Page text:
The Stewart Earls of Orkney and the History of Orkney and Shetland

Orkney Islands - Scotland

The Northern Isles have their own national, or at any rate quasi-national, historical tradition. It is quite separate from that of Scotland, though it is clearly connected to it; and it offers parallels to the nineteenth-century growth in historical consciousness elsewhere in the British Isles.

Britain and the beginning of Scotland

Dauvit Broun

In this lecture Professor Dauvit Broun explores recent rethinking on Scottish origins by discussing the role of Britain as an ‘idea’, connections with England, the emergence of Scotland as a country in the 13th century, and the beginnings of the Scottish kingdom itself.

Norse Influences in the Organisation of the Medieval Church in the Western Isles

Norse era construction - St. Magnus Church, Egilsay, Scotland

In its definitive form of a system of local churches serving identifiable districts, usually known as parishes, grouped together under a diocesan bishop, the medieval church cannot be said to have existed in the general area of Scotland until the twelfth century. At this time, and for some three centuries previously, the islands to the north and west, with parts of the adjacent mainland, were under Norse control.

People of Medieval Edinburgh revealed from archaeological research project

Photo courtesy Edinburgh City Council

Five years ago, archaeologists uncovered a graveyard dating back to the Middle Ages in the Scottish city of Edinburgh. Now a research project to analyze almost 400 people who were buried there has revealed new insights into their lives and even how they might have looked like.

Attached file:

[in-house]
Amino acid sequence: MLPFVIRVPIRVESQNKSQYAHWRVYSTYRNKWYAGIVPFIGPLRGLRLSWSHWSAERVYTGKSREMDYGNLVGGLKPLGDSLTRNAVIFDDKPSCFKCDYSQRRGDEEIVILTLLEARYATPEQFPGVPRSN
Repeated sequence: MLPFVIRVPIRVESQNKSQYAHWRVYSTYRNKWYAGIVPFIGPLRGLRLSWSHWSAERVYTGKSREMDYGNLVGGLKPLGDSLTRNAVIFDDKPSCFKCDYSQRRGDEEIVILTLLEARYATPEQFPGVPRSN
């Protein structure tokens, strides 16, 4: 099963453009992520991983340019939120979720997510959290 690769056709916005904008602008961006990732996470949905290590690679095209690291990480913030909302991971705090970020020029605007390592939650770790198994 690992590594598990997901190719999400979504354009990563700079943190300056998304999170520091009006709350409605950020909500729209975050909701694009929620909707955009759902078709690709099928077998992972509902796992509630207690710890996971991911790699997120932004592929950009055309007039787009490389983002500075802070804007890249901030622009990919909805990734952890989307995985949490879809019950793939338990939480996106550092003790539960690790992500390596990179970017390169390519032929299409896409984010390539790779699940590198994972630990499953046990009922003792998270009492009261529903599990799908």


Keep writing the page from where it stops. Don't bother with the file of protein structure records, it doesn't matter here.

War or Peace? The Relations Between the Picts and the Norse in Orkney

17th Century map of the Orkney Islands

This article will focus mainly on the earliest period of Norse settlement, before the Norse earldom was established.

Annabella Drummond, Queen of Scotland


Annabella Drummond was married to Robert III, King of Scots. They had the longest duration of a Scottish royal marriage in history

Britain and the Beginning of Scotland

King Cinaed mac Ailpín (Kenneth Mac Alpin - King of the Picts

Until recently it was generally held that Scotland first began to take shape with a union of Picts and Scots under Cinaed mac Ailpín, who died in 858.

What’s the Matter?: Medieval Literary Theory and the Irish Campaigns in The Bruce

Wars of Scottish Independence - 1332, Neville’s Cross

John Barbour’s Bruce, composed in the mid 1370s, is the first long poem in the Scots vernacular. It contains twenty books, the first thirteen of which trace the Wars of Liberty from their origins until triumph at the Battle of Bannockburn. At this point the Irish ‘matter’ enters the poem.